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About 4 months ago we migrated from MS SQL Server to MySQL 5.5. Since then we have been experiencing an issue once approximately ever 25 days since where CentOS runs out of memory and as a result it kills MySQL. MySQL safe restarts mysql so the database is only completely down for a minute or two, but we can suffer performance and connectivity losses for hours before CentOS kills the mysqld thread.

We usually see issues from 1 AM to 5 AM, but never during the day when traffic is highest which is what's really baffling about this situation. Despite normally seeing connectivity and performance issues from 1am to 5am, mysql server typically gets killed around 4 AM or 5 AM, around the same time mysqldump runs.

We thought mysqldump may have been the culprit. However it starts at 4 AM daily, but we see problems as early as 1 AM on some nights. Also mysqldump is running with the --opt switch, so it shouldn't be buffering a lot of data during the dump process.

We also considered the backup app that we're using that gets the dump files and backs them up to tape. We changed the time that it runs to 6 AM and the problem was unchanged.

We have several jobs that run periodically throughout the night, but none are very resource intensive and don't take very long to run at all.

Here's some stats for what we're working with and the current entries in the my.cnf file. Any help or suggestions for things that we can try would be very much appreciated.

SERVER STATS:

  • Intel(R) Xeon(R) CPU E5530 @ 2.40GHz
  • cpu cores: 4
  • Memory: 12293480 (12 gigs)

OS:

  • CentOS 5.5
  • Linux 2.6.18-274.12.1.el5 #1 SMP Tue Nov 29 13:37:46 EST 2011 x86_64 x86_64 x86_64 GNU/Linux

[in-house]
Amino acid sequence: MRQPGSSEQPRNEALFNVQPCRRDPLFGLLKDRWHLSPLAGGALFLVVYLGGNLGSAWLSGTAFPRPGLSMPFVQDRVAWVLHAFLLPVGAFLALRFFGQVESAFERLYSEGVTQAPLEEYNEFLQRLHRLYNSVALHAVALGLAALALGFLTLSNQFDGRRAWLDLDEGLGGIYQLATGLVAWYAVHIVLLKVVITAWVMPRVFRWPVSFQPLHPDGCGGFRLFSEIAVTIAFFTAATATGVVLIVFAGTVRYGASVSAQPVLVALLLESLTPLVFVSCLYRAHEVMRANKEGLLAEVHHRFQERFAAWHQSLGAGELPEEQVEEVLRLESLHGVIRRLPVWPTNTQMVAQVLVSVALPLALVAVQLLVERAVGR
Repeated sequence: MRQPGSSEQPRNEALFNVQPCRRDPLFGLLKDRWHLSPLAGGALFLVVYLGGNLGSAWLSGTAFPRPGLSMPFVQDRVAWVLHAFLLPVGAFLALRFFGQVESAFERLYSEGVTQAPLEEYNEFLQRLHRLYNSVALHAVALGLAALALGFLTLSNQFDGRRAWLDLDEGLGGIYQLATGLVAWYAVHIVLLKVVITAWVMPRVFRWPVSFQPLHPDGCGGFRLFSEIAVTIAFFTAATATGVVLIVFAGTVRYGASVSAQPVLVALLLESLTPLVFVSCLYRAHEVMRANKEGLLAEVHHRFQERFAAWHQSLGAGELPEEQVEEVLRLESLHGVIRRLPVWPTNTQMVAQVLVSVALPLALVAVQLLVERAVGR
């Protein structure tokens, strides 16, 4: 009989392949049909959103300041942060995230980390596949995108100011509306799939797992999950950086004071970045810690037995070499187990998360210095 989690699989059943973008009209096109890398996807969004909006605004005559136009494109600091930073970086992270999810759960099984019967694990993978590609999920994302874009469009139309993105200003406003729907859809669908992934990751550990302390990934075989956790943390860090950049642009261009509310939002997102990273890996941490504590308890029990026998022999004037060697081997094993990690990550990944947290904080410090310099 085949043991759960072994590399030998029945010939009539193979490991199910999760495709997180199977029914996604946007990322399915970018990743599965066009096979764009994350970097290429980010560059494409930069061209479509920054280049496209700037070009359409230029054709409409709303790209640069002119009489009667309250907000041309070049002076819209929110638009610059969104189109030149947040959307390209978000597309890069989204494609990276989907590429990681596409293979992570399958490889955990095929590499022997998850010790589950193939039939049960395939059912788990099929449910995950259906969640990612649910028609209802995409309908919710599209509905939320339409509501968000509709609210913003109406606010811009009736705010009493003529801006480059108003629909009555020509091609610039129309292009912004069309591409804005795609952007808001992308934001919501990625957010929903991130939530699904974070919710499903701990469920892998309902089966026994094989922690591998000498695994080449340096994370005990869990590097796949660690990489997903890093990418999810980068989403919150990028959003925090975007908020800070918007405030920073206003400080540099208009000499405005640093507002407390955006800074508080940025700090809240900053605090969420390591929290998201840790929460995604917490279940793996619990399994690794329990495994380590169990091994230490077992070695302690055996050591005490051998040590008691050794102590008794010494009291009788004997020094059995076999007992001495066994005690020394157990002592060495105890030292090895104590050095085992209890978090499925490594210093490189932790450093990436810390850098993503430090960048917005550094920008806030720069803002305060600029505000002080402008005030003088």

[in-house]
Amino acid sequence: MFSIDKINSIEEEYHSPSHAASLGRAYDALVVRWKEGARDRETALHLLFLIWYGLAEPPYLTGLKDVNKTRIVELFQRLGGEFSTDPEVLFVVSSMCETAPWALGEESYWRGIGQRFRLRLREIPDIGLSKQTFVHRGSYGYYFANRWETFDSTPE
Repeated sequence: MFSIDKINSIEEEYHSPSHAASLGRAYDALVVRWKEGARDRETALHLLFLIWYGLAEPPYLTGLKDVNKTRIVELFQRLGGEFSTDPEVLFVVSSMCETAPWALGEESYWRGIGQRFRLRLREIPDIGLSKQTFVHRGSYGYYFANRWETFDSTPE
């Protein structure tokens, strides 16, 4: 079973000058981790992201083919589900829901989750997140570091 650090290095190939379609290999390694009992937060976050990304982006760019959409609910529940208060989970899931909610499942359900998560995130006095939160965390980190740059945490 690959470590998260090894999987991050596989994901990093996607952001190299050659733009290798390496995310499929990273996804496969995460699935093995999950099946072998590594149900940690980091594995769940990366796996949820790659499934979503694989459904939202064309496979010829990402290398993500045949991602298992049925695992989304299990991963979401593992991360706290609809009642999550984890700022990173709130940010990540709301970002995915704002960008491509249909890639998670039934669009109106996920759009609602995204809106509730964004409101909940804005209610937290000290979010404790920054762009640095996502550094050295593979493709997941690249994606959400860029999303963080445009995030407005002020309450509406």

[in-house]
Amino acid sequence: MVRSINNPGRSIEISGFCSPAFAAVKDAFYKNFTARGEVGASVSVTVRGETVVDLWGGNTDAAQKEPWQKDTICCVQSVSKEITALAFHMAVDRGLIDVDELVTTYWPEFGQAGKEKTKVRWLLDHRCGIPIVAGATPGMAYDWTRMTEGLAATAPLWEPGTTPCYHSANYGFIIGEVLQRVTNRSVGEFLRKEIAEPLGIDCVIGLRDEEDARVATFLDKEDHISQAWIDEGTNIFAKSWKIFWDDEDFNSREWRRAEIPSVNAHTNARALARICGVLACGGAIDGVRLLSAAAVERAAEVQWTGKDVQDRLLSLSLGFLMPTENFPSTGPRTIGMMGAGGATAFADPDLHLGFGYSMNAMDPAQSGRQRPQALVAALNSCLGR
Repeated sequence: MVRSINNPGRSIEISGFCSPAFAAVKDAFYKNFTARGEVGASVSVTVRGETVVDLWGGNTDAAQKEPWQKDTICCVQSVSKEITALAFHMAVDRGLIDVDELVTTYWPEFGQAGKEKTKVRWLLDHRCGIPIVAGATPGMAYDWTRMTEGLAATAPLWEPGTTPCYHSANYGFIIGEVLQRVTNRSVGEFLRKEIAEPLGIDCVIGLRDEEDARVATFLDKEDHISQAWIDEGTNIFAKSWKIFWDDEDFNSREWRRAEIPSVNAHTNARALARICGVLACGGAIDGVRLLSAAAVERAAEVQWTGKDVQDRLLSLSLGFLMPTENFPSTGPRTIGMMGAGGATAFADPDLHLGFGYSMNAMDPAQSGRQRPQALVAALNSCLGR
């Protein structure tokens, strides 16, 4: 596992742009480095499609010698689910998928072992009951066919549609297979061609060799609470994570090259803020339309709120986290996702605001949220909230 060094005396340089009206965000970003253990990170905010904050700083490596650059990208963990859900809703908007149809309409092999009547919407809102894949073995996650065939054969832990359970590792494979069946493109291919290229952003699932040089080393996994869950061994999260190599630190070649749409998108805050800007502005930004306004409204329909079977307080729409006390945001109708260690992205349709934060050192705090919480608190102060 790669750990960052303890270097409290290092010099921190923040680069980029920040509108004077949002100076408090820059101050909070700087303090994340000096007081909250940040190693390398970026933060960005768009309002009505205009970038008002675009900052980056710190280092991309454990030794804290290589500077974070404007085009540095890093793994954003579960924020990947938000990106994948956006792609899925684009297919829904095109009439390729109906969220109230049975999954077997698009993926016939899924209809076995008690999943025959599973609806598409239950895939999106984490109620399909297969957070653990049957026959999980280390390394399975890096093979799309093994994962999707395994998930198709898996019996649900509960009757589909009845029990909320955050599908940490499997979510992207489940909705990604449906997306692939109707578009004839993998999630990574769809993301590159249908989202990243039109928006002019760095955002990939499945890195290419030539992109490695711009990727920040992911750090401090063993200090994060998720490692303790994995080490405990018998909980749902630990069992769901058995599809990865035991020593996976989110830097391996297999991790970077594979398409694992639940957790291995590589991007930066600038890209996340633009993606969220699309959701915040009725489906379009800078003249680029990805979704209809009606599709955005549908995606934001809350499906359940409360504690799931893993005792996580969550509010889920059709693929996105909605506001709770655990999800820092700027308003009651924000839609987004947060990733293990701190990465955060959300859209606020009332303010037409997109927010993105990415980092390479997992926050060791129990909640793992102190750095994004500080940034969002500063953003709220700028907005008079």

MY.CNF:

[client]
port = 3306
socket = /var/lib/mysql/mysql.sock

[mysqld]
port = 3306
socket = /var/lib/mysql/mysql.sock

skip-name-resolve

ssl-ca=<file location>
ssl-cert=<file location>
ssl-key=<file location>

back_log = 50
max_connections = 500
table_open_cache = 2048
table_definition_cache = 9000
max_allowed_packet = 16M
binlog_cache_size = 1M
max_heap_table_size = 64M
read_buffer_size = 2M
read_rnd_buffer_size = 16M
sort_buffer_size = 8M
join_buffer_size = 8M
thread_cache_size = 130
thread_concurrency = 16
query_cache_size = 64M
query_cache_limit = 1M
ft_min_word_len = 4
default-storage-engine=INNODB
thread_stack = 192K
transaction_isolation = REPEATABLE-READ
tmp_table_size = 64M
log-bin=/log/mysql/mysql-bin
expire_logs_days=7
binlog_format=mixed
key_buffer_size = 32M
bulk_insert_buffer_size = 64M
myisam_sort_buffer_size = 128M
myisam_max_sort_file_size = 10G
myisam_repair_threads = 1
myisam_recover
innodb_additional_mem_pool_size = 16M
innodb_buffer_pool_size = 7G
innodb_thread_concurrency = 16
innodb_flush_log_at_trx_commit = 2
innodb_log_file_size = 256M
innodb_log_files_in_group = 3
innodb_max_dirty_pages_pct = 70
innodb_lock_wait_timeout = 120

[mysql]
no-auto-rehash

[mysqld_safe]
open-files-limit = 8192
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migrated from serverfault.com Apr 18 '12 at 20:59

This question came from our site for professional system and network administrators.

    
Configure the error log dev.mysql.com/doc/refman/5.5/en/error-log.html and check if something is registered when the problem happens –  CesarC Apr 18 '12 at 15:17
    
I used this site omh.cc/mycnf and determined that the problem is most likely with the configuration itself. I am going to adjust a lot of the myisam related connection pools and see if that helps with memory consumption. –  Peter Apr 18 '12 at 16:43
2  
CentOS 5.5 is not current. 5.8 is (if you care about OS security) –  Nils Apr 20 '12 at 20:10
1  
The solution would be interesting. Can you post it as answer to your own question? –  Nils Apr 20 '12 at 20:13
    
duplicate post in reddit thread where it was solved. it was also posted on MySQL's forums –  mmckinst May 1 '12 at 1:57
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1 Answer 1

  1. You should check the MySQL error log

  2. Check that this value is the same as ulimit -a's open files:

    int my.cnf 
    [mysqld_safe]
    open-files-limit = 8192
    
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